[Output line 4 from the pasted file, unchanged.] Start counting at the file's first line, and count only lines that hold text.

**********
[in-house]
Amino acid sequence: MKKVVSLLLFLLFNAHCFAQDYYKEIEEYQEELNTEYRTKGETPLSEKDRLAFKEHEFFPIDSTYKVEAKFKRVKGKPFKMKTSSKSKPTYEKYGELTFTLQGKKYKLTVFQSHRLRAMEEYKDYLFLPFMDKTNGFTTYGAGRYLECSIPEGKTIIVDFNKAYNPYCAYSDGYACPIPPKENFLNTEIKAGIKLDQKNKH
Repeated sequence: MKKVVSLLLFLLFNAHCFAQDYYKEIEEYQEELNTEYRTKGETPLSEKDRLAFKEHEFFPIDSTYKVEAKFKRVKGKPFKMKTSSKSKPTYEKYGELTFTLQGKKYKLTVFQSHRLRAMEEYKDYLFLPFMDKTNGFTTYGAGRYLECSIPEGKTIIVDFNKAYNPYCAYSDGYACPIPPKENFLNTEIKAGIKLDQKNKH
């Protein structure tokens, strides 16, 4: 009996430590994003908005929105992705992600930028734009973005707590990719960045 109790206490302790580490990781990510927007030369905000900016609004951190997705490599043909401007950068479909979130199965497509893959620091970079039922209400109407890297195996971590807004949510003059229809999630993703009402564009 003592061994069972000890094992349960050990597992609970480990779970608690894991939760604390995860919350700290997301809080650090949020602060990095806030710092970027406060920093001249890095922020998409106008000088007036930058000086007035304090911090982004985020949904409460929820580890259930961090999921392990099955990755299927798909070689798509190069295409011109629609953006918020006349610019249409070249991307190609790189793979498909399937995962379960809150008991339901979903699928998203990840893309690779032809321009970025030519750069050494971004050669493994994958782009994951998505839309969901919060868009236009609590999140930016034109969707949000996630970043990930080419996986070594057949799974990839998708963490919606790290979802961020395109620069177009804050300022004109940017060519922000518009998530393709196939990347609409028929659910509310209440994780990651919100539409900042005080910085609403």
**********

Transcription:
């Protein structure tokens, strides 16, 4: 009996430590994003908005929105992705992600930028734009973005707590990719960045 109790206490302790580490990781990510927007030369905000900016609004951190997705490599043909401007950068479909979130199965497509893959620091970079039922209400109407890297195996971590807004949510003059229809999630993703009402564009 003592061994069972000890094992349960050990597992609970480990779970608690894991939760604390995860919350700290997301809080650090949020602060990095806030710092970027406060920093001249890095922020998409106008000088007036930058000086007035304090911090982004985020949904409460929820580890259930961090999921392990099955990755299927798909070689798509190069295409011109629609953006918020006349610019249409070249991307190609790189793979498909399937995962379960809150008991339901979903699928998203990840893309690779032809321009970025030519750069050494971004050669493994994958782009994951998505839309969901919060868009236009609590999140930016034109969707949000996630970043990930080419996986070594057949799974990839998708963490919606790290979802961020395109620069177009804050300022004109940017060519922000518009998530393709196939990347609409028929659910509310209440994780990651919100539409900042005080910085609403």